- The Washington Times - Friday, March 23, 2001

Secretary of State Colin Powell yesterday called China's 26-day detention of a 5-year-old American boy "outrageous," a sentiment that was echoed by President Bush who said the detention occurred "without any notification."
The boy and his father, who was detained separately, were released after 26 days, but the child's mother, a U.S.-based scholar, is still in custody.
"We think it is particularly outrageous that the young boy, son, was held away from his parents, away from family members, for an extended period of time and we were not notified in the timely manner that is required and expected," Mr. Powell said.
"We are expressing our displeasure about all of this to the Chinese government and expecting additional answers."
At a later White House meeting with visiting Chinese Vice Prime Minister Qian Qichen, Mr. Bush told reporters: "I would echo the sentiments that the secretary of state said today about the fact that a U.S. citizen was detained without our without any notification. I look forward to discussing this with our honorable guest and will do so."
Mr. Bush then held a closed meeting with Mr. Qian and "forcefully raised" the issue of the detention, a senior administration official said later.
It was the administration's hardest line yet against China's human rights abuses. The president also addressed a range of other sensitive aspects of U.S.-Sino relations, including the sale to Taiwan of U.S.-built warships equipped with the advanced Aegis missile-defense system.
But the topic that triggered the most tension was the continued detainment of American University researcher Gao Zhan, who was arrested by Chinese security officers Feb. 11 at Beijing's airport at the conclusion of a three-week vacation. She and her husband, Xue Donghua, and son, Andrew, were hustled away in three separate cars.
"It happened in a couple of seconds, a group of people, like 15, approached us and separated us and put us in different cars and drove us to different places," Mr. Xue told reporters yesterday. "They blindfolded me and drove two hours to an unknown place and then they started questioning me about my wife's research."
Mrs. Gao, who was born in China and works in Washington, conducts unpaid research on Chinese-Taiwanese relations. Beijing regards Taiwan, formally called the Republic of China, as a breakaway province, and the United States is bound by treaty to protect Taiwan from attack by the Beijing regime.
"My wife has been detained simply because of her academic research," Mr. Xue said in a statement sent to Mr. Bush and released yesterday. "I was detained for no reason.
"My little son, an American citizen, was detained for a reason nobody can understand, except for the group of inhuman Chinese security agents."
Mr. Bush seemed particularly rankled that Chinese authorities failed to notify the U.S. Embassy of the child's detention, as required by treaty.
In Beijing, Foreign Ministry spokesman Sun Yuxi said the government wasn't required to tell the U.S. Embassy of the case because Andrew was never formally detained, but rather "cared for in a kindergarten."
Mr. Sun said Mrs. Gao is suspected of "activities that undermine state security. She admits to her criminal acts." He did not say what those acts were.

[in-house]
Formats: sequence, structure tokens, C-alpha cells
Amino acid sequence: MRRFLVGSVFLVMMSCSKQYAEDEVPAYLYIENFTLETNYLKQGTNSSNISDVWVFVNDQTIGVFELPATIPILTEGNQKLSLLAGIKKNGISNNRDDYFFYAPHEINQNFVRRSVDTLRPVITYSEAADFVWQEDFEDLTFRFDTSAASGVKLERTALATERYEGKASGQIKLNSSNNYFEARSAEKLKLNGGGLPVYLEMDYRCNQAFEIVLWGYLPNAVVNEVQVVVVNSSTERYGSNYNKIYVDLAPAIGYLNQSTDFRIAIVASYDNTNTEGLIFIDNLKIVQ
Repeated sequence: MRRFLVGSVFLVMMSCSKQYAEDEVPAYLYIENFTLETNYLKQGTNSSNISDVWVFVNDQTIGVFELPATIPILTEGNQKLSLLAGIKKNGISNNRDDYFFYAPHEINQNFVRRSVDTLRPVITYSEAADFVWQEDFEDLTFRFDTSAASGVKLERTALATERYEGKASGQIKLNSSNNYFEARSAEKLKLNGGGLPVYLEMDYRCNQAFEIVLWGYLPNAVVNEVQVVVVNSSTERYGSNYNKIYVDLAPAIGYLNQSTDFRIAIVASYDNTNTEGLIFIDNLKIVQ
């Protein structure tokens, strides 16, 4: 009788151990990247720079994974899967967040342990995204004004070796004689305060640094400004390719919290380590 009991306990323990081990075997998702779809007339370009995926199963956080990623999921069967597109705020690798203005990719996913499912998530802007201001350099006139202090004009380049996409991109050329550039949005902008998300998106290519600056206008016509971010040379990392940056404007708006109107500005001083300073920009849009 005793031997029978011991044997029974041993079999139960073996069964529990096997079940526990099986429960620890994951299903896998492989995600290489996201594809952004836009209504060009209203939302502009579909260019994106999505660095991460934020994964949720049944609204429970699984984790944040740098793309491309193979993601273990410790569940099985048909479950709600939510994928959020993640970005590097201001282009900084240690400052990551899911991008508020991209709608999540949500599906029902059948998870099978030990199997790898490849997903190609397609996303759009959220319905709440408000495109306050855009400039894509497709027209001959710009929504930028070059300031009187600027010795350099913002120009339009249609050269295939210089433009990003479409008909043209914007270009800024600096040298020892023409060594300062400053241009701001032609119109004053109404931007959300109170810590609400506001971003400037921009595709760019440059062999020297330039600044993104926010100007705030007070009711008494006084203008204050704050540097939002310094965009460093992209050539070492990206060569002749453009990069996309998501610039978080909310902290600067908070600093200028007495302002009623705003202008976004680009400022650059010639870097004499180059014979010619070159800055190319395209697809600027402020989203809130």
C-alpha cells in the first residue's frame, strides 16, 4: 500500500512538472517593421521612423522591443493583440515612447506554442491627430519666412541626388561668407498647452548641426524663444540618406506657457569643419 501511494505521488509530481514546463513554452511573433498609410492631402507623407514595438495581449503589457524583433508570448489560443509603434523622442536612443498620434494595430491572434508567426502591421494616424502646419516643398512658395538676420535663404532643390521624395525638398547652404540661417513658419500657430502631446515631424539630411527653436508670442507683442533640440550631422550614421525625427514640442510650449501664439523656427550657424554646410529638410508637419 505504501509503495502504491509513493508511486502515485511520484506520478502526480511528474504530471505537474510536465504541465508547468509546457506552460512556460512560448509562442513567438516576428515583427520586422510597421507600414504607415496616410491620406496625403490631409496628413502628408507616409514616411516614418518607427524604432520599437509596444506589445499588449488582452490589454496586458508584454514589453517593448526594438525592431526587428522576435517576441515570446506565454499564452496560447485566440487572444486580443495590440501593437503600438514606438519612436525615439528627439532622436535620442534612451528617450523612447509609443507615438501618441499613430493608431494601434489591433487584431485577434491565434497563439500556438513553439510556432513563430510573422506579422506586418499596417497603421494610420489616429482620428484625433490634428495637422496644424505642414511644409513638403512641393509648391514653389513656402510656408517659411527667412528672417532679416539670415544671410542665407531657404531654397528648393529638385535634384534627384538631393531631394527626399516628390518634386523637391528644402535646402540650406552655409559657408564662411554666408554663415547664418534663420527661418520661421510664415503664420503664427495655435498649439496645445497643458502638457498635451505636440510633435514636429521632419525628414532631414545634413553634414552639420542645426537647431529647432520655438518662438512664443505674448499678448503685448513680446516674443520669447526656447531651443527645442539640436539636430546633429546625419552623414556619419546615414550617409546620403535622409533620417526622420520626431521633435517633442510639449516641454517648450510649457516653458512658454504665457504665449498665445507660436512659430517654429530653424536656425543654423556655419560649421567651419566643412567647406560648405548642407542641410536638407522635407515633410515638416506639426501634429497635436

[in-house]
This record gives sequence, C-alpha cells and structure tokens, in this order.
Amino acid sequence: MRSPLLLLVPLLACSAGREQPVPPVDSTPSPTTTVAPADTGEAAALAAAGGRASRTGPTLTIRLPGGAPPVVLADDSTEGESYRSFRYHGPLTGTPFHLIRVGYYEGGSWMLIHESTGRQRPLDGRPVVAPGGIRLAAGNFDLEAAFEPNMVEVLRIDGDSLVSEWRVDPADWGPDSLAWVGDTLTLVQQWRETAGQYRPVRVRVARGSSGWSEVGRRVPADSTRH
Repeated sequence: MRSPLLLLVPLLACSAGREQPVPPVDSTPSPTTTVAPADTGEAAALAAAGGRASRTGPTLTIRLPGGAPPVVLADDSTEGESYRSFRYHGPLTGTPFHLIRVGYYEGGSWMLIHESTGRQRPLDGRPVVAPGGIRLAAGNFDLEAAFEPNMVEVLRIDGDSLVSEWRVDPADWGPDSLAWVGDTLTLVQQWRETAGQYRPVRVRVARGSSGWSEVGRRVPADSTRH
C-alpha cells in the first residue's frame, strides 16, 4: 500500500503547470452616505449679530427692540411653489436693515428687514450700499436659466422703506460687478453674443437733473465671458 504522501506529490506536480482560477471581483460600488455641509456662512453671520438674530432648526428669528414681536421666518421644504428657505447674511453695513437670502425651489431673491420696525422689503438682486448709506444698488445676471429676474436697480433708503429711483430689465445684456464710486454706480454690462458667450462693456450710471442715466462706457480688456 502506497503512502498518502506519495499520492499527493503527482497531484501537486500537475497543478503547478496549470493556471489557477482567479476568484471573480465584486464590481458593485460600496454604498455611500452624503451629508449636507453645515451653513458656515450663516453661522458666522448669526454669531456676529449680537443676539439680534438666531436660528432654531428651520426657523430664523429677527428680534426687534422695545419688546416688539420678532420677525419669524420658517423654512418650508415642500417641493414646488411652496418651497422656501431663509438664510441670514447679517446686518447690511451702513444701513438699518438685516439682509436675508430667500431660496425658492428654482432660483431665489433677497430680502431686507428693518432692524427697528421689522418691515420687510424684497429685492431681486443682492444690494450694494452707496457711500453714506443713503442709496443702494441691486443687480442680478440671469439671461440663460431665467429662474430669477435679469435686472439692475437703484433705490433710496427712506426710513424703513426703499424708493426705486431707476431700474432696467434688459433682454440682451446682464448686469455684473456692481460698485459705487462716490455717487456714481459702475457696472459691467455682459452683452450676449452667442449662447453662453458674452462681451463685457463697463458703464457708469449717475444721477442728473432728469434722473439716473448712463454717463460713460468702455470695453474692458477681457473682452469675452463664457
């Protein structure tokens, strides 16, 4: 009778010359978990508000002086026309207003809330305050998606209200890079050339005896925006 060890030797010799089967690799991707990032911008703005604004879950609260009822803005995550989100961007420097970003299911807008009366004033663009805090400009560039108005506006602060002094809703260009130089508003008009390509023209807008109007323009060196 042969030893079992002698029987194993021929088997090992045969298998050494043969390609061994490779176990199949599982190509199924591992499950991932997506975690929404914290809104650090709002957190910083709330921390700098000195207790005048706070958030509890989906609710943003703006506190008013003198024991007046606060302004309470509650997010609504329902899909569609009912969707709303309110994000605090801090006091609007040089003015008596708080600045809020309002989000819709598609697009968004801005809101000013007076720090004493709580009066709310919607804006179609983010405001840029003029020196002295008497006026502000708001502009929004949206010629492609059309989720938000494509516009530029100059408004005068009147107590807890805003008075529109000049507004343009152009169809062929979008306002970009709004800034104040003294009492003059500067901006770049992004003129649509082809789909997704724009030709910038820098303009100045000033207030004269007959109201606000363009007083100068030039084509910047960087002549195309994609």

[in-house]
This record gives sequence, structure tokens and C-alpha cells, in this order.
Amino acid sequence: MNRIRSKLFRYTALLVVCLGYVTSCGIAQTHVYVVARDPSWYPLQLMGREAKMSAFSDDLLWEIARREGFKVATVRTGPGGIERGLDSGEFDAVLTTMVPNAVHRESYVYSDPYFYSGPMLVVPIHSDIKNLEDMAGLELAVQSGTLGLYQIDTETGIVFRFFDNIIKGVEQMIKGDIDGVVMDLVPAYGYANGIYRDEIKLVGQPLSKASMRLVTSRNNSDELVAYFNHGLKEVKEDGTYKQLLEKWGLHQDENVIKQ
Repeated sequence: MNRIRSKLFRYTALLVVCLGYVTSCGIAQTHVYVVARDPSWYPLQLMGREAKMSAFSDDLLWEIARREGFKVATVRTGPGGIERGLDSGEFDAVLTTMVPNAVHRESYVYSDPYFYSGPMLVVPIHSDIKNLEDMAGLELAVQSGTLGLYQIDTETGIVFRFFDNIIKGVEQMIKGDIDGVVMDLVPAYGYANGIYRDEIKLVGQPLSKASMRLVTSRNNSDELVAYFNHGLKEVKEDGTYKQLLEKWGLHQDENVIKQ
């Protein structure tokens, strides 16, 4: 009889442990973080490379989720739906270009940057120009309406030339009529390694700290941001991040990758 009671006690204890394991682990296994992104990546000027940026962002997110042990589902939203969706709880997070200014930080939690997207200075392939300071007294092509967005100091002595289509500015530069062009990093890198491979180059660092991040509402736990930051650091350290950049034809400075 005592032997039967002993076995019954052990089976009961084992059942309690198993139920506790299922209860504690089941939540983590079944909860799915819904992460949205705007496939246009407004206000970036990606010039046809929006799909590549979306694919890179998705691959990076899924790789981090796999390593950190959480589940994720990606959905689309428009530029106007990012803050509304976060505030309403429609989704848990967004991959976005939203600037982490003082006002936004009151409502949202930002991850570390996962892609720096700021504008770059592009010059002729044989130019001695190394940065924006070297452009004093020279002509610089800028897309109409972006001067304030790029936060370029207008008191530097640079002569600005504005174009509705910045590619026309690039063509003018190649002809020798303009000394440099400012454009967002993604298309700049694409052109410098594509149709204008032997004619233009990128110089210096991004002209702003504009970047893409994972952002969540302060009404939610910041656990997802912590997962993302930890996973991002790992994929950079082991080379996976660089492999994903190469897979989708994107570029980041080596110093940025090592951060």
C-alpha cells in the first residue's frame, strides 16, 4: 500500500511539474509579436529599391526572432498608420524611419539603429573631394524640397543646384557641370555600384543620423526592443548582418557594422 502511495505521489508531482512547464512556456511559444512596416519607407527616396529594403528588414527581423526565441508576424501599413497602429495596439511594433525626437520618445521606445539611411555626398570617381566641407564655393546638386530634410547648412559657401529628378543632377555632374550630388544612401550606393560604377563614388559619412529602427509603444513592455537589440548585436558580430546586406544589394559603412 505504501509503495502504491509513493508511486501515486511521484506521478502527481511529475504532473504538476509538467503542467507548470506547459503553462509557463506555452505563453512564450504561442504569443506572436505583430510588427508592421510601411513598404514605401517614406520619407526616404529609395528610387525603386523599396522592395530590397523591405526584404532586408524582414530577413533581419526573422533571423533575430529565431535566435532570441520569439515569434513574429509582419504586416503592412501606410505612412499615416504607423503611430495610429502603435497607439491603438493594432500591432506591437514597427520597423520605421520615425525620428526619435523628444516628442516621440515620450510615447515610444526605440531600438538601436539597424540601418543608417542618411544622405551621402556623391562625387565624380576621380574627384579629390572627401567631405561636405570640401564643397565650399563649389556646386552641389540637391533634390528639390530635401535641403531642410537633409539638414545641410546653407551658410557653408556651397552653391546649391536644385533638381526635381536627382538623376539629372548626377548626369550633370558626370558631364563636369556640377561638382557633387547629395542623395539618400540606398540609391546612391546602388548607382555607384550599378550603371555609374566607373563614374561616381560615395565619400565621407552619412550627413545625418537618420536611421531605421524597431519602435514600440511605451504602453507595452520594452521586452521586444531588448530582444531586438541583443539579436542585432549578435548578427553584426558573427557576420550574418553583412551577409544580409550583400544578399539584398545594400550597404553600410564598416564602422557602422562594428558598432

At the White House, the senior administration official said Mr. Qian told Mr. Bush: "She may not have been aware that she violated our law. We will check it and get back to you."
While he was detained, Mr. Xue was grilled about his wife's academic writings and her visits to Taiwan in 1995 and 1999 with a study group. He said the agents told him he would not see his son unless he told them "stories opposing my wife."
"In fact, they were using my son as a hostage to push me to say something against my wife." He said he was confident his wife is innocent of offense.
The boy is a U.S. citizen and his parents are permanent U.S. residents, awaiting their swearing-in as American citizens. Yesterday, Mr. Xue said his son has been "traumatized" by the ordeal.
"When I first saw my son, we were holding together, crying for about 10 minutes," he said.
"He used to be a very open boy," he added, "but now he won't leave me for ten minutes."
In addition to raising concerns about human rights, Mr. Bush also reaffirmed his commitment to defending Taiwan, perhaps selling Taiwan the advanced U.S. destroyers.
"We have obligations under the Taiwan Relations Act and we'll honor those obligations," the president said. "No decision has been made yet as to the sale of weapons to Taiwan."
Such a sale has been the most pressing concern of Mr. Qian as during his meetings with top administration officials this week. But during yesterday's photo opportunity with Mr. Bush, the Chinese official emphasized positive aspects of U.S.-Sino relations.
"Where we have shared interests, we can advance our relationship forward," he said. "Where we disagree, we can have very good exchange of views.
"Some issues can be approached in the spirit of seeking common ground, while shelving the differences," he added. "I'm sure ways can be found to solve all the problems."
Mr. Bush reciprocated, calling China "a great country" with "vast potential."
"There will be some areas where we have some disagreements," he added. "I will be firm, and I suspect he will be firm, in our opinions."
During the closed session, according to the senior administration officials, Mr. Bush told the Chinese leader: "I'm going to look you in the eye and tell you we can have good relations with China. Nothing we do is a threat to you, and I want you to tell that to your leadership."
Mr. Bush also formally accepted an invitation to visit China in October, although the details have not yet been settled.
Ben Barber contributed to this article, which is based in part on wire service reports.

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